Testing is fantastic. Trust me, I can still remember a time when we designed things that were never put in front of the people who would use them until it was live.
The problem we seem to be having at the moment is that the desire to put something in front of people has become a tick box exercise.
If something has had eyes on it, it means you’ve done UCD.
Which is where the problem of validation comes into play.
The problem with validation
I hear far too frequently that “we’re going to validate it” or “once its validated”.
This is HUGELY problematic.
Validation is a done deal.
When you test something, you should be asking if the outcome is validated or disproven.
If you say you’re going to validate it, you’re assuming that it’s not going to fail.
Which, means you’ve just biased the whole process.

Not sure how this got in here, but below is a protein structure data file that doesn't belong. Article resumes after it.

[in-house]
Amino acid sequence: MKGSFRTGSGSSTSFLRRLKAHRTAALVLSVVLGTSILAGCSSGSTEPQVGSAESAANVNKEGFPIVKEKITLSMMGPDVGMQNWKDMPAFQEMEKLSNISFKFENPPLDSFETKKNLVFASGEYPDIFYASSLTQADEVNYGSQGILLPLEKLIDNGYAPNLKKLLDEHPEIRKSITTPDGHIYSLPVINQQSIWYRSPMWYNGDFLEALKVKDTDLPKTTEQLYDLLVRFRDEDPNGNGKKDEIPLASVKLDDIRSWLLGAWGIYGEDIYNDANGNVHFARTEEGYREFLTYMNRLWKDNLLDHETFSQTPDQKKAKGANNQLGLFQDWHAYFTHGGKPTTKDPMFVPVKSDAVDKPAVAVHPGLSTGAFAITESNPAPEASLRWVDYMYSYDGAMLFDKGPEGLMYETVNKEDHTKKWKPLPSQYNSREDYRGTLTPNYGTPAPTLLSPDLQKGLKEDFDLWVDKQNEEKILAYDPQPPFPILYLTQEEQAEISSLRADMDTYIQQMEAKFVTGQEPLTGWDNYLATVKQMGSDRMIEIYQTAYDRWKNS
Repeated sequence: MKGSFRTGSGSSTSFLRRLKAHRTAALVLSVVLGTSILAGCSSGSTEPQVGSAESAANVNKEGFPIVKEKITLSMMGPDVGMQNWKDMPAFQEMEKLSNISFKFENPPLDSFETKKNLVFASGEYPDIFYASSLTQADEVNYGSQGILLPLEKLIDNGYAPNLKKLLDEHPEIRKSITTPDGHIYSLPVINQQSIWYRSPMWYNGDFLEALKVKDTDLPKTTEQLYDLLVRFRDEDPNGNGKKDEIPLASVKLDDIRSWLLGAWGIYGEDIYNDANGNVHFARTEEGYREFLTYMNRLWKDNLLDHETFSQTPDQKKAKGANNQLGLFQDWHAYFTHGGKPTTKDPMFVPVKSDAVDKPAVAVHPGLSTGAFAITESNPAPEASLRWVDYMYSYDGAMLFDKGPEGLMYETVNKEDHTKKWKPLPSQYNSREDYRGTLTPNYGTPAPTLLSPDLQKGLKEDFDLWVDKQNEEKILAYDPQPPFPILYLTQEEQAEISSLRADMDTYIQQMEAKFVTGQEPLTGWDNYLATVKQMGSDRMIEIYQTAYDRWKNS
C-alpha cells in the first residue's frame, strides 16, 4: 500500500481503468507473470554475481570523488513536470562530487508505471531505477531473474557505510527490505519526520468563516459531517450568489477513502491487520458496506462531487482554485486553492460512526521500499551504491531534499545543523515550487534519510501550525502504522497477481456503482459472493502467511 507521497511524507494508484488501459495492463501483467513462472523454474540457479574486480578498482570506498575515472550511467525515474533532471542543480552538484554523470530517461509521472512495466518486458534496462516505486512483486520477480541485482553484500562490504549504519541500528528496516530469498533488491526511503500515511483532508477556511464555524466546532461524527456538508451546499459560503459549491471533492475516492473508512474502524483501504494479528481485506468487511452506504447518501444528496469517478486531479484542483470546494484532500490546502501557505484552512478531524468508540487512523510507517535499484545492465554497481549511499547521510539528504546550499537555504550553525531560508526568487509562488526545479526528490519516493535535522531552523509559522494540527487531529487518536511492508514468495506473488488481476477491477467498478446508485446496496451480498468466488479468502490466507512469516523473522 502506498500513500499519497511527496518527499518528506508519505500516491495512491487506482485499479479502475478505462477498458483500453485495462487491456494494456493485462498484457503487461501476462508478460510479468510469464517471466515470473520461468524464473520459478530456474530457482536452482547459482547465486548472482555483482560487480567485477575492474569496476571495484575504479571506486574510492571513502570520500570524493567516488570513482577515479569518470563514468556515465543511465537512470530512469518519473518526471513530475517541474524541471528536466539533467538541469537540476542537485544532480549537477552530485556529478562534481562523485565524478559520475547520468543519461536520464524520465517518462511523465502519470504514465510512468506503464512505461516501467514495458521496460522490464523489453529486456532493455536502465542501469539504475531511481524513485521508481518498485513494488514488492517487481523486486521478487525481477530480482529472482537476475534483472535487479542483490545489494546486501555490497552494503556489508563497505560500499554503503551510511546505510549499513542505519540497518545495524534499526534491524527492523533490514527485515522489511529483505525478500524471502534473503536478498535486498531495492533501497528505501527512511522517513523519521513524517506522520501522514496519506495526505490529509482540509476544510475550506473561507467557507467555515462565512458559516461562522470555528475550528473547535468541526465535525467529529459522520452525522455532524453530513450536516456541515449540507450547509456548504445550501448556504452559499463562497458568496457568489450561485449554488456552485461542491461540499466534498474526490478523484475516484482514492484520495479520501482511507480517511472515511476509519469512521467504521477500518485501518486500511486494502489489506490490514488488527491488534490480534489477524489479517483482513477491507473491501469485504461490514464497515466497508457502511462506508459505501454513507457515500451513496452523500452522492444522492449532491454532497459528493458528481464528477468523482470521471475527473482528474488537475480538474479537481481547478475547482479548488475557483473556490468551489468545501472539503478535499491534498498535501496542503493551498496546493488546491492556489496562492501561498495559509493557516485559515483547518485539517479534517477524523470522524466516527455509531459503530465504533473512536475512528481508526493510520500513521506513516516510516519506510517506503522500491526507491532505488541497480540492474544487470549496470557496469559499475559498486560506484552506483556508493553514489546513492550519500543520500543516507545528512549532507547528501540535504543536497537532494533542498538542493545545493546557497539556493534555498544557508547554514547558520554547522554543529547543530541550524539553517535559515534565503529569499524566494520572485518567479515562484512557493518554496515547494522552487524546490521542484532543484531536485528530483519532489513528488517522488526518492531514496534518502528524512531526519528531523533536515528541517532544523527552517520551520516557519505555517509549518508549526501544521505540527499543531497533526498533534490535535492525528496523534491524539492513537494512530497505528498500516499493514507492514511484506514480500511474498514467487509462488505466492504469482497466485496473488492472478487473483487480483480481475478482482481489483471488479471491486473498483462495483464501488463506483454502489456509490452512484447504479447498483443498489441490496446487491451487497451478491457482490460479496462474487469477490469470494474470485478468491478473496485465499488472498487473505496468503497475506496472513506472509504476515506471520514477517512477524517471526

Testing should be an open ended question. One that we use to explore the success and failure of something.
If that all sounds blunt. It was meant to be.
Validation = bias.
The mess it’s created
We’re in such a rush to prove something works, we no longer accommodate failure.
Failure in design processes is good though.
Fail fast, fail often. Is what the Eric Ries says in The Lean Startup.
That’s what the design process is there for.
When we use testing methodologies like card sorting or tree testing to validate the labelling or structure it’s a shot in the foot.
The mess it’s creating is that it says you’ve ticked the testing box, but you haven’t learned about what the failures are.
The next time you plan on testing something, please just say you’re going to test it.
See where your mind goes with that.
Ask yourself, what are you going to learn?
See if you can spot where things fail and where they succeed.
With an open minded view of testing, you’re able to get a greater picture of how the different types of methodologies hook together.
Validation is not testing. Validation is one of two possible outcomes.